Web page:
Sony Announces New 6K Venice Flagship Cinema Camera

By Bryant Frazer / September 6, 2017

After a five-year run for the F55 and F65 as its flagship cameras for motion picture and television capture, Sony today announced Venice, a new full-frame cinema camera with a 36mm x 24mm sensor and an integrated eight-step mechanical glass ND system.

Venice will be the new “flagship” in Sony’s CineAlta line-up, but current CineAlta cameras will continue to receive supports and updates, according to Peter Crithary, Sony’s marketing and production manager for media solutions and production technology. The camera is expected to ship next February at an MSRP of $42,000 for the camera body only.

Resolution and Recording Formats

The newly developed sensor’s native resolution is 6048×4032 — around 6K — but that doesn’t tell the whole story since the Venice is designed to support a wide variety of shooting ratios, including 4×3 anamorphic at 4096×3024 (24.3mm x 18.3mm), and a broad range of lenses including Super 24, spherical, full-frame and 2x anamorphic.

“We wanted to support large-format moving forward,” Crithary said at a press briefing introducing the new camera. “That’s where we feel the industry is going — for filmmakers to be able to express their vision in formats larger than 35mm.”

Sony rates the new sensor at greater than 15 stops of latitude and says its color range is wider than both Rec. 2020 and P3 color space when using S-Gamut3 grading. The color-filter array is borrowed from the F65 but the color science has been refined, Crithary said. Increased sensor read speeds have largely eliminated the visibility of rolling-shutter artifacts or the so-called jello effect, he noted.

When attached to Sony’s AXS-R7 raw recorder, the Venice will be able to record 6K to Sony’s recently introduced 16-bit X-OCN, which the company has claimed is visually indistinguishable from raw with about a 30 percent space savings thanks to compression. The camera will also support recording to 16-bit linear raw, as well as to XAVC Class480 4:2:2 10-bit intraframe on internal SxS cards, along with simultaneous recording to edit-friendly 10-bit 4:2:2 Apple ProRes HD files to kickstart post-production workflow.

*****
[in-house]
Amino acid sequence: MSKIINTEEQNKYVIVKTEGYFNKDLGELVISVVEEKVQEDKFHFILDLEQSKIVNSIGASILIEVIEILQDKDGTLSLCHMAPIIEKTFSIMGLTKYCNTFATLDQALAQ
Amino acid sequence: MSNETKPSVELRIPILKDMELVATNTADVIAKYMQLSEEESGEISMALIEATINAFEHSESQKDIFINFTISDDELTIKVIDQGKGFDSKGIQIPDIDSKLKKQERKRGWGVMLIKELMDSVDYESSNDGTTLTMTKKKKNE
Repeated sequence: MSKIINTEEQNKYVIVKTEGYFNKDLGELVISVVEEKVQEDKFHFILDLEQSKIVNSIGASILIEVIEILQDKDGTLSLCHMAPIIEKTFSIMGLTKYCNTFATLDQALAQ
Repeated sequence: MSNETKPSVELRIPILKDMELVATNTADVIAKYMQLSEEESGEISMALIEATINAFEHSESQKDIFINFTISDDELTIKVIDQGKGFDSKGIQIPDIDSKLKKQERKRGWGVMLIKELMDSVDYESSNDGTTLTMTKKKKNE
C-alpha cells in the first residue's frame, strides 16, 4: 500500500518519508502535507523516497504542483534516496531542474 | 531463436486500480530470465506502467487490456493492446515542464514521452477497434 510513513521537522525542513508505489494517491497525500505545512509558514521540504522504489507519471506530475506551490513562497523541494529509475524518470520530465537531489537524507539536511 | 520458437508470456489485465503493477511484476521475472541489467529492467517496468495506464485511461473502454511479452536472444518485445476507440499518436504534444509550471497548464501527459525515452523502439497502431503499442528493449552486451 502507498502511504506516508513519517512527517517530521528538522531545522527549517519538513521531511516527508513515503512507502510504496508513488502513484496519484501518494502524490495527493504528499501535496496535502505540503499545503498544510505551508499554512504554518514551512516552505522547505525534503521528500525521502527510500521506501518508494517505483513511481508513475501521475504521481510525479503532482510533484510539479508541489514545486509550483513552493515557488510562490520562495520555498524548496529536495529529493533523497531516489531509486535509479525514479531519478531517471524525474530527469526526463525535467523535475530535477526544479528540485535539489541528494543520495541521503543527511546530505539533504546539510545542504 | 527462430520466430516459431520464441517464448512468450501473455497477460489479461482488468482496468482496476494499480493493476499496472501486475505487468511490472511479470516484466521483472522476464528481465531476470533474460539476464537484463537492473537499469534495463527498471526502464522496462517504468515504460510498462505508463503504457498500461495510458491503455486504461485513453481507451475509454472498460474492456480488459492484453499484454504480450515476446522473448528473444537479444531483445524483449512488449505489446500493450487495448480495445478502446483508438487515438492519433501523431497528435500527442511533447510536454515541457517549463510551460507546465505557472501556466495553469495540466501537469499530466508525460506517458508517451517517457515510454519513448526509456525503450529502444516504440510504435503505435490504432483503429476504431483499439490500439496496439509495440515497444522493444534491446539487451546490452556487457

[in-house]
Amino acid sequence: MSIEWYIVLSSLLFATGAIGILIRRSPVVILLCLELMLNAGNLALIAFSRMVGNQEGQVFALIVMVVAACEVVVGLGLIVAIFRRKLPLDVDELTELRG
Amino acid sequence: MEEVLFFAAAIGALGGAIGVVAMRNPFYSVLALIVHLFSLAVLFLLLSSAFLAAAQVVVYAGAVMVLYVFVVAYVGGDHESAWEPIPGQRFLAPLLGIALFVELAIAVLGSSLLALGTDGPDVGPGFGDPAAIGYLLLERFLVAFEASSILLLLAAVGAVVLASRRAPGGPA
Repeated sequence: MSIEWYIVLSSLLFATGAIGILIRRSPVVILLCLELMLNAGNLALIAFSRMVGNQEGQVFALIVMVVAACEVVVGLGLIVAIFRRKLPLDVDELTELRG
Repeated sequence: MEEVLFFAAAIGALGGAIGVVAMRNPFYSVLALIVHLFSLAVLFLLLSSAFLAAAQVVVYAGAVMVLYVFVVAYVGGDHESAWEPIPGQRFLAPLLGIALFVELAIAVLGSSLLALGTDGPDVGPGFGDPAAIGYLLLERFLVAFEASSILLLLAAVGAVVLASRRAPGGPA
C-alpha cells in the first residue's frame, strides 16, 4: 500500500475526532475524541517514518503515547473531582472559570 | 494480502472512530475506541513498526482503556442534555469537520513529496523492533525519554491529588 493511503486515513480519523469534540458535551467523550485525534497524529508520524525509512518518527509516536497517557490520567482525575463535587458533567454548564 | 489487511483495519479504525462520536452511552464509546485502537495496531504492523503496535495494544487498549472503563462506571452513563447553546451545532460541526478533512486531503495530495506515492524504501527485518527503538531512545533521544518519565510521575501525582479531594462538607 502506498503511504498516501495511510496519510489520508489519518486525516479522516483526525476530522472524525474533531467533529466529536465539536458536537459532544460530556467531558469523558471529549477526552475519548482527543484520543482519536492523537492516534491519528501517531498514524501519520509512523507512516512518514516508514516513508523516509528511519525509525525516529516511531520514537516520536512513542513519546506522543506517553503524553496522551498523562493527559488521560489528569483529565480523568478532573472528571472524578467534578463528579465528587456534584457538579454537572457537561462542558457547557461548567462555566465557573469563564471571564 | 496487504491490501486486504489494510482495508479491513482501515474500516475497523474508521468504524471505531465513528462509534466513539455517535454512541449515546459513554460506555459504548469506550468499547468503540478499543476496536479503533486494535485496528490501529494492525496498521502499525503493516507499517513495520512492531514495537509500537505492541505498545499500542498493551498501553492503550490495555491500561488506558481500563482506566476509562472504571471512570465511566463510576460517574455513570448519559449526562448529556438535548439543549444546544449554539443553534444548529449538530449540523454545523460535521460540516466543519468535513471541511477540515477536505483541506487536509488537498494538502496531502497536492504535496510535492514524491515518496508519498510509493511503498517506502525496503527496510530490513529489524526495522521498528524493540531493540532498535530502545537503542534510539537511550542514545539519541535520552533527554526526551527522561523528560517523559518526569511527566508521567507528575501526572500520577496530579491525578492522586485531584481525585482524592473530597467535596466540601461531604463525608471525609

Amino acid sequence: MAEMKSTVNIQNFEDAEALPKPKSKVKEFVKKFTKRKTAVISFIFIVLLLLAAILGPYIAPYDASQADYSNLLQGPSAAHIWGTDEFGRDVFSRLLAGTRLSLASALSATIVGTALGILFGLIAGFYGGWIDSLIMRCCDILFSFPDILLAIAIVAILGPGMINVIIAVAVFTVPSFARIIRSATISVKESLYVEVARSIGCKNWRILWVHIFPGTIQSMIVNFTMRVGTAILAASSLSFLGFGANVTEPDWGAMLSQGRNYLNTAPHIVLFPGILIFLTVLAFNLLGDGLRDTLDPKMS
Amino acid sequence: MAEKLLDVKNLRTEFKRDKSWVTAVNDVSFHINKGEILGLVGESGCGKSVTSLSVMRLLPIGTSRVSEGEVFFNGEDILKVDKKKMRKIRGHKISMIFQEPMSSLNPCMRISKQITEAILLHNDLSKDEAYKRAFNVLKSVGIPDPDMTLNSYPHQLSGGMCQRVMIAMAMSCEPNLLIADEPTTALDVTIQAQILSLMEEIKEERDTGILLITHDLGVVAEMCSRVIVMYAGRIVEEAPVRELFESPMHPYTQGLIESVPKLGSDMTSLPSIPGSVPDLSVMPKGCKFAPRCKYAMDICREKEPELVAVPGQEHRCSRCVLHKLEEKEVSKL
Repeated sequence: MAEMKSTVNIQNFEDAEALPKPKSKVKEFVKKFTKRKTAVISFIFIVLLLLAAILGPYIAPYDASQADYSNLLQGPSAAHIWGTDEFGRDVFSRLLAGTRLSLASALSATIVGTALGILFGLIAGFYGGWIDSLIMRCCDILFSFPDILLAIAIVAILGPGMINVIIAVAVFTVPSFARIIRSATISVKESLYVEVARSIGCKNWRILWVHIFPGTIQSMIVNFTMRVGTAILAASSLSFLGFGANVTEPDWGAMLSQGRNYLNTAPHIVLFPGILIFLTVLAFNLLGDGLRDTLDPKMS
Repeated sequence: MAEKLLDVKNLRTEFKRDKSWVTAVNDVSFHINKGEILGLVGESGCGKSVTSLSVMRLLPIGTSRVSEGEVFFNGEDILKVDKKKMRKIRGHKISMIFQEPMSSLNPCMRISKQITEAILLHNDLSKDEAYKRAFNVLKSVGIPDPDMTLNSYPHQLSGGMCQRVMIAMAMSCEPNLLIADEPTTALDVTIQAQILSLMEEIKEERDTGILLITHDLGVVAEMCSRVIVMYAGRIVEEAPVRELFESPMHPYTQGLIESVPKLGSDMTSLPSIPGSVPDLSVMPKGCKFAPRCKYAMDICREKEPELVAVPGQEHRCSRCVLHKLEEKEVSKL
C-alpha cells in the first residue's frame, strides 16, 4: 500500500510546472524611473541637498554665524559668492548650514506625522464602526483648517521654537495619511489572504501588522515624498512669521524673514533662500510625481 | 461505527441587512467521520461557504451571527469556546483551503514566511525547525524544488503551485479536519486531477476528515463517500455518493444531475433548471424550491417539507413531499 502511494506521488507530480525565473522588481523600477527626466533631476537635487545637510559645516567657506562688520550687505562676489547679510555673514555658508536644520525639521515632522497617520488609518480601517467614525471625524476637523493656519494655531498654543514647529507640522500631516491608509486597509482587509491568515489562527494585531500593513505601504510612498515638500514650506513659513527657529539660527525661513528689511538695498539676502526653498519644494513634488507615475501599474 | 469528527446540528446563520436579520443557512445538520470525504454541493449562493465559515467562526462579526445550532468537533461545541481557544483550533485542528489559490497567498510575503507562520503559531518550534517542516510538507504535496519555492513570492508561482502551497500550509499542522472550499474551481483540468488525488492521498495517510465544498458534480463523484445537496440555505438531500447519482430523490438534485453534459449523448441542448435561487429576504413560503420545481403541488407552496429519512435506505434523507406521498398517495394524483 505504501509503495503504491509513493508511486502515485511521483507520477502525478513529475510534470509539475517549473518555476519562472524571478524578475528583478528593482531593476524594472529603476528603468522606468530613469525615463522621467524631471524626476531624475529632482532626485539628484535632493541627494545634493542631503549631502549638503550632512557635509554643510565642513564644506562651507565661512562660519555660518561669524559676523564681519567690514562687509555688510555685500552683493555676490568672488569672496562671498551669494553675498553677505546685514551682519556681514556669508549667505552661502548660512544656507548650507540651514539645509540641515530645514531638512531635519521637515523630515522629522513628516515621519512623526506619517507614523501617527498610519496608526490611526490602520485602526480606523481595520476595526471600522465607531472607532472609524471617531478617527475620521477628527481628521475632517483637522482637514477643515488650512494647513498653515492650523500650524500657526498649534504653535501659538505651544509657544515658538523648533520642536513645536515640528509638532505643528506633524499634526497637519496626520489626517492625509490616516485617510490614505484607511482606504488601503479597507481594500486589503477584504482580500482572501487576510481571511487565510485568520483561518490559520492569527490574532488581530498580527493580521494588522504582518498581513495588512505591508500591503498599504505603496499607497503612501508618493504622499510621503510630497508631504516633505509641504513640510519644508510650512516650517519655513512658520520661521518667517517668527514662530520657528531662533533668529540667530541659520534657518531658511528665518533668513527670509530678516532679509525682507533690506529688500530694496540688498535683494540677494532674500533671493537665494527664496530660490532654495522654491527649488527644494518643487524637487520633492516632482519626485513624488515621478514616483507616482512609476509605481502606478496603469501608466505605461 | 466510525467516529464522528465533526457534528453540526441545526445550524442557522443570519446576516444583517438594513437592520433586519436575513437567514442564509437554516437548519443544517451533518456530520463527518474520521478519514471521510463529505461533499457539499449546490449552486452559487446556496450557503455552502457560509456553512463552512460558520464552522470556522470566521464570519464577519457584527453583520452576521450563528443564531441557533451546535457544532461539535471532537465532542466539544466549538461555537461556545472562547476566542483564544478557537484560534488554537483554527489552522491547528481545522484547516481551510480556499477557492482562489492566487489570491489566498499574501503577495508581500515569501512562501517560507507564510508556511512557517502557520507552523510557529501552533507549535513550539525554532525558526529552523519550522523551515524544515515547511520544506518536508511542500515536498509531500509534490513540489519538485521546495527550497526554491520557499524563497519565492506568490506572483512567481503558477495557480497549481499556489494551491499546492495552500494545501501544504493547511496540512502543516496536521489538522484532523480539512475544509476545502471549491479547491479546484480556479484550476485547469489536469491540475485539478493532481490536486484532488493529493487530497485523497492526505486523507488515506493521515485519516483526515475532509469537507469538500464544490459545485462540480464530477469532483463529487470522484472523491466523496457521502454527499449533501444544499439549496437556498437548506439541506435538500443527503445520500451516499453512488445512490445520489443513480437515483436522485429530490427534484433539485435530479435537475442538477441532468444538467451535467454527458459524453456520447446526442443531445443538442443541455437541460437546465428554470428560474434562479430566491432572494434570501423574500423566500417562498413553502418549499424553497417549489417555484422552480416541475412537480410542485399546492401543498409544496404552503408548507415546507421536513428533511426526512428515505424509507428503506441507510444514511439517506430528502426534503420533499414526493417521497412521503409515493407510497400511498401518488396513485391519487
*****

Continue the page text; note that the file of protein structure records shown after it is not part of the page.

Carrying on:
Crithary said Venice workflow will be very similar to established F55/F5 processes, but vendors including Filmlight, Colorfront, Blackmagic Design and Adobe are preparing their tools — via “minor updates” to the existing X-OCN and Sony raw SDKs — to be ready for Venice at launch.

Designed for 2018

Aside from the recording specs, there’s a lot that’s new in the Venice camera design. For one thing, there’s that built-in eight-step ND filter, which Sony says is a first. The camera incorporates two servo-controlled ND turrets, allowing eight different settings from 0.3 to 2.4 to be dialed in during a shoot — including via remote-control when the camera is mounted on a crane or drone.

The Sony Venice camera has a built-in eight-step ND filter

It’s also the first Sony camera to have been developed with an additional OLED display with camera controls on the assistant side of the camera. Crithary said the company has been careful to develop the camera using “film language,” making it easy and intuitive for experienced operators and assistants to quickly change settings. Extra HD and 4K SDI outputs are built-in for on-set monitoring.

Sony flirted with modular design for the F5 and F55, which can be fitted with on-board recorders as optional components. The concept goes to the next level with Venice, which features a user-changeable sensor block. That means that future hardware updates, like higher-resolution or high-frame-rate sensor options, can be changed out in the field as required.

“We believe we’re the first to do it like this,” Crithary said. “It’s easy for the user. You don’t need a clean room for service. You just remove the sensor block and put another one on there.”